Scientists warn the Southwest and Central Plains could face “megadroughts” during the second half of this century. And they could last for decades. The scientists write in a study in the journal Science Advances that global warming will lead to “unprecedented drought conditions” — the worst in more than 1,000 years.
Over the past several days of rain, some WCCO viewers have emailed us wondering: Why do some drivers not turn on their lights in the rain? “Some people are forgetting and some people aren’t aware, and I think some people are choosing to ignore that,” said Lt. Chris Erickson with the Minnesota State Patrol. “I hope that’s not the case.”
The new Weather Watcher sign atop the WCCO building has been alerting TV viewers and passersby to changes in the air since the day after Thanksgiving. That has prompted several Good Questions from WCCO viewers, including one from 10-year-old Alex of Glenwood City, Wis. He wanted to know: How do we decide when to change the color? For example, flurries were in the forecast for Monday night, but warmer weather is on the way. The Weather Watcher was shining red. “I was watching the news and it was showing red on the thing, and I looked at it and said snow is coming, too,” Alex said.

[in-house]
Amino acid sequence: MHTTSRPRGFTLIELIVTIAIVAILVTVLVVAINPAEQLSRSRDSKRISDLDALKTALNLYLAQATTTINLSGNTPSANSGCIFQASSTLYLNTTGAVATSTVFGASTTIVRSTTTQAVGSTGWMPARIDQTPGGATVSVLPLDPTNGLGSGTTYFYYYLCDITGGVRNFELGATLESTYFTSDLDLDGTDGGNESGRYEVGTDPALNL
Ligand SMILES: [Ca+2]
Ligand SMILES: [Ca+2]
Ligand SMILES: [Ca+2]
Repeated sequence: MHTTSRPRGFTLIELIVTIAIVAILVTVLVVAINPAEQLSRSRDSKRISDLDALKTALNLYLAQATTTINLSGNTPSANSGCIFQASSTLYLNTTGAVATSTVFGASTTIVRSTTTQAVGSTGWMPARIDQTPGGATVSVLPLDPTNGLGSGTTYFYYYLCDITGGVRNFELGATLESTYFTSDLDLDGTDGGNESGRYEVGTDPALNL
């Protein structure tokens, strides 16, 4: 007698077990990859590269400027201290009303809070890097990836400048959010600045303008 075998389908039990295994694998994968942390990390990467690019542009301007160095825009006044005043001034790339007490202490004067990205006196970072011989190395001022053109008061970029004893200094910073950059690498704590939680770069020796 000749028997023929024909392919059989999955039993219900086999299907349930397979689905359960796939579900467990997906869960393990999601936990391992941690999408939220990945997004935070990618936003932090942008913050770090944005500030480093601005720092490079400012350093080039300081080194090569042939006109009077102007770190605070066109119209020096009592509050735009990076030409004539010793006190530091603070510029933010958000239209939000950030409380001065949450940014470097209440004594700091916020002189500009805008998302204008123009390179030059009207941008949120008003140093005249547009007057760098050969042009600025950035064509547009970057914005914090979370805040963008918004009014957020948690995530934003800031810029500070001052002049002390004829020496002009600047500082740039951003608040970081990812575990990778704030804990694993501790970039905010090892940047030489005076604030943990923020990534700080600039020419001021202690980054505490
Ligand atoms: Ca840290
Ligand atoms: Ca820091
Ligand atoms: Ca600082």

Tuesday night’s snow may be the best thing that could’ve happened to your future Christmas tree. Growing Christmas trees can take a lot of patience and Deb Krueger of Krueger’s Christmas trees knows it well.
One good thing with the late-season snow? It’s easing drought conditions.
The drought is officially over for nearly all of Minnesota. The new map issued by the U.S. Drought Monitor on Thursday shows that only about 10 percent of Minnesota remains in drought.
It’s been mystifying residents and scientists for a number of years: Where is all the water going in White Bear Lake? While there are no simple answers, those studying the problem believe they’ve found a cause — but it won’t be easy to fix.